Chapter 10. Bipolar junction transistor fundamentals. Invented in 1948 by Bardeen, Brattain and Shockley Contains three adjoining, alternately doped semiconductor regions: Emitter (E), Base (B), and Collector (C)
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Emitter is heavily doped compared to collector. So, emitter
and collector are not interchangeable.
The base width is small compared to the minority carrier
diffusion length. If the base is much larger, then this will
behave like back-to-back diodes.
IE = IB + ICand VEB + VBC + VCE = 0 VCE = VEC
As shown, the currents are positive quantities when the
transistor is operated in forward active mode.
= charge density
= Ks o
Consider two diodes, one forward biased and one reverse biased.
Combine the two diodes!
No transistor action
E(P+) B(N) C(P)
Hole concentration is zero here, reverse biased
The collector current IC is almost equal to IE, and collector current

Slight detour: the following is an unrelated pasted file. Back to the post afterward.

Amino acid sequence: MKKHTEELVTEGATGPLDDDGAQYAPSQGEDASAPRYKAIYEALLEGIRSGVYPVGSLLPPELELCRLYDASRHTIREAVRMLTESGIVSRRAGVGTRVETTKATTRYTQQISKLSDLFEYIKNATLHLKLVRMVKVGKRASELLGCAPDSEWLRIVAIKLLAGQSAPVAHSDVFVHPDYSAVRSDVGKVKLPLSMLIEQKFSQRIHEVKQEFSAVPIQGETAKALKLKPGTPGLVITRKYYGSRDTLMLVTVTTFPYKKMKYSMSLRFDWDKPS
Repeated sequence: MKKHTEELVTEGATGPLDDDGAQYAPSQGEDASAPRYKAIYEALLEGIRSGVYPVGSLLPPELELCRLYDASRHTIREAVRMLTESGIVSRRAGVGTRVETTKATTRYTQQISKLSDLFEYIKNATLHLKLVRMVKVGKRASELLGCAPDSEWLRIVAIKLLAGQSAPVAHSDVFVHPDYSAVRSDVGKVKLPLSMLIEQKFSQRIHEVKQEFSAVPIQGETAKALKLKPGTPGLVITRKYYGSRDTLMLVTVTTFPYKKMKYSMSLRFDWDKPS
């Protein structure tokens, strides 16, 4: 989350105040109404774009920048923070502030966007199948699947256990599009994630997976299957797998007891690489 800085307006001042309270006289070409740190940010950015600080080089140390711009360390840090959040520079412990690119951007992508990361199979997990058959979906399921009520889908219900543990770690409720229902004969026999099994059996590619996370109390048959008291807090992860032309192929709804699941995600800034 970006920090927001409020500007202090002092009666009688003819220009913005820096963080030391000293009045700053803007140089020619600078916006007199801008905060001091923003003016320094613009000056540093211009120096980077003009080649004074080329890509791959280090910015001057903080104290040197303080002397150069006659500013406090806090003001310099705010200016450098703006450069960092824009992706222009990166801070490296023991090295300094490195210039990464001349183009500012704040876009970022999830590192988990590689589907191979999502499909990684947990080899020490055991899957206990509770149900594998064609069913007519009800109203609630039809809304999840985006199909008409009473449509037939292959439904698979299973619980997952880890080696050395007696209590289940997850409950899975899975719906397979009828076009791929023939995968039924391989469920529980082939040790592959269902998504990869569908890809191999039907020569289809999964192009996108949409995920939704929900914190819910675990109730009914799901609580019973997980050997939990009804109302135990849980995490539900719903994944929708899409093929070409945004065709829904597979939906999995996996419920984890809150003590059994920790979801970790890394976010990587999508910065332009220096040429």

is controlled by the E-B junction bias. The loss, i.e. < 1
corresponds to the recombination of holes in base.
IE =IEP + IEN = 1 + 2 + 5
IB = IBR + IBE = IBR + IEN = – (4 + 5)
IC = IEP – IBR= 2
1 = hole current lost due to recombination in base, IBR
2 = hole current collected by collector, ~ IC
1 + 2 = hole part of emitter current, IEP
5 = electrons injected across forward biased E-B junction, (– IBE);
same as electron part of emitter current, – IEN
4 = electron supplied by base contact for recombination with
holes lost, – IBR (= 1)
3 = thermally generated e & h making up reverse saturation
current of reverse biased C-B junction. (generally neglected)
Neglect the reverse leakage (electron) current of C-B junction
Fraction of emitter current carried by holes.
We want close to 1.
Base transport factor:
Fraction of holes collected by the collector.
We want T close to 1.
Common base dc current gain:
Note that is less than 1.0 but close to 1.0 (e.g. = 0.99)
Common emitter dc current gain, dc:
Note that is large (e.g. = 100)
For npn transistor, similar analysis can be carried out. However,
the emitter current is mainly carried by electrons.